Boller shows his confidence is well deserved

September 17, 2007|By RICK MAESE

Kyle Boller was one of the last ones to leave the locker room. Why rush out the door? This was a feeling worth savoring.

He wore a smile that made it tough to remember that the guy has endured the kind of verbal abuse that would force most of us to rack up quite a therapy bill.

"I never paid attention to it," he said, "If I did, I wouldn't be here right now."

For four quarters, Kyle Boller made you forget all about Kyle Boller. The butt of jokes and target of endless criticism the past few years, Boller started in place of an injured Steve McNair and was key in the Ravens' first win of the young season, yesterday's 20-13 victory over the New York Jets.

The performance was noteworthy as much for what Boller didn't do as it was for what he did.

When the pocket collapsed, he didn't panic.

When a split-second decision was needed, he didn't allow the other team to react first.

When a play broke down and it came time to throw it away, he didn't allow defenders to have a play on the ball.

"That's kind of different from the past, when maybe sometimes he tried to force things," tight end Todd Heap said. "He made some good decisions when we needed them."

It wasn't necessarily the kind of game that provides film for highlight reels, but it was important nonetheless. It was a step in regaining the confidence of his teammates, his coaches and a skeptical fan base. It was a workmanlike performance, 23 of 35 for 185 yards, a pair of touchdowns and just as important, zero interceptions.

"Kyle just went out and did what he was supposed to do," wide receiver Derrick Mason said. "He played efficient football, and efficient football is often overlooked."

You could tell Boller was comfortable in there, a description no one would have used not long ago. And he should have been - for the first time in his career, he could scan the offensive huddle and notice a change in the talent around him. In his failed three-year tryout as the Ravens' starter, Boller never had a supporting cast like the one yesterday.

The last time Boller started a game was at the end of the 2005 season, and not only did he look different yesterday, but the entire offense looked different. Boller was sacked 29 times in nine games in 2005. Yesterday, he wasn't sacked once.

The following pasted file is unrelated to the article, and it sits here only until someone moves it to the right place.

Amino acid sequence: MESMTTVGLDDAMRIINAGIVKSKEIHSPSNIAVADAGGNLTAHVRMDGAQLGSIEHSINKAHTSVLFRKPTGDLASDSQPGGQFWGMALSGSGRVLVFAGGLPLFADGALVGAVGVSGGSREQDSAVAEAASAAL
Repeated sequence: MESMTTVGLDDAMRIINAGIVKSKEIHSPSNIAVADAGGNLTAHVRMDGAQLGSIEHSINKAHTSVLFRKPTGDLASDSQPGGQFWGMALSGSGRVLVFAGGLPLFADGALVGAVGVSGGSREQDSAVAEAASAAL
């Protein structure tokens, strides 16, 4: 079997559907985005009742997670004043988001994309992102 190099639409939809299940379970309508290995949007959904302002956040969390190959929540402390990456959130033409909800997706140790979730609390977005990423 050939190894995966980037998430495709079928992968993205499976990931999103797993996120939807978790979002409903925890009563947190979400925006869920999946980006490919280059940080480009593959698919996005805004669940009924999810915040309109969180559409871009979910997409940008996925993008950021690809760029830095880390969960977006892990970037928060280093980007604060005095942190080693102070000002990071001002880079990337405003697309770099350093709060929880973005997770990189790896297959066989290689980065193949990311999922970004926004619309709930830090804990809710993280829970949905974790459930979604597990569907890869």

"I don't think I got hit one time," he said.

He had a lot more receiving targets yesterday, which means a more varied offense. It helped him lead two impressive touchdown drives in the first half, both capped by short touchdown throws. On the first, Boller was 6-for-6 for 53 yards. And on the second, he was 4-for-6 but, more importantly, he ran for two first downs. The first was a keeper up in the middle, and even though he took a tough shot to the head - "That's football," he said later - he popped back up and scrambled for 12 yards on the next play.

"He orchestrated the game plan very, very well," head coach Brian Billick said. "With a great deal of poise."

Boller's performance didn't spark a quarterback controversy, but it should quell criticism - at least temporarily - of the Ravens' recent decision to extend his contract. McNair is always one hit away from the training room, and as long as he's atop the depth chart, the Ravens' No. 2 quarterback is going to get some playing time. Boller's contract extension upset some stomachs in Baltimore, but his presence on the roster suddenly feels somewhat reassuring given the fact that McNair has a frequent-customer punch card to some of the country's finest hospitals.

"Any time you win in this league, you've got to have two good quarterbacks to go where you want to go," said McNair, who hopes to be ready for next week's game against the Arizona Cardinals. "It's hard for one quarterback to play 16 games."

Boller says the game seemed "easier," than earlier in his career. As he's become more accustomed to the view through his facemask, the defenses appear to move slower, he recognizes more formations and seems to better understand where defensive backs might be prowling. Most importantly, he's had time to mature. The pressure isn't as daunting because "I feel more comfortable with myself," he says.

Boller said plenty of people have asked him in the past couple of weeks why he agreed to an extension that keeps him a city that had largely given up on him. He could have opted for a fresh start somewhere, a new town and a new system. To hear him say it, it sounds like a no-brainer, though. "I'm glad to be here," he says. "This is where I want to be."

Everyone gave up on Kyle Boller except for Kyle Boller. And it's a good thing he didn't. If his newfound comfort level results in more performances like yesterday's, the Ravens won't have to hold their breath every single time McNair feels a tinge of pain.

rick.maese@baltsun.com

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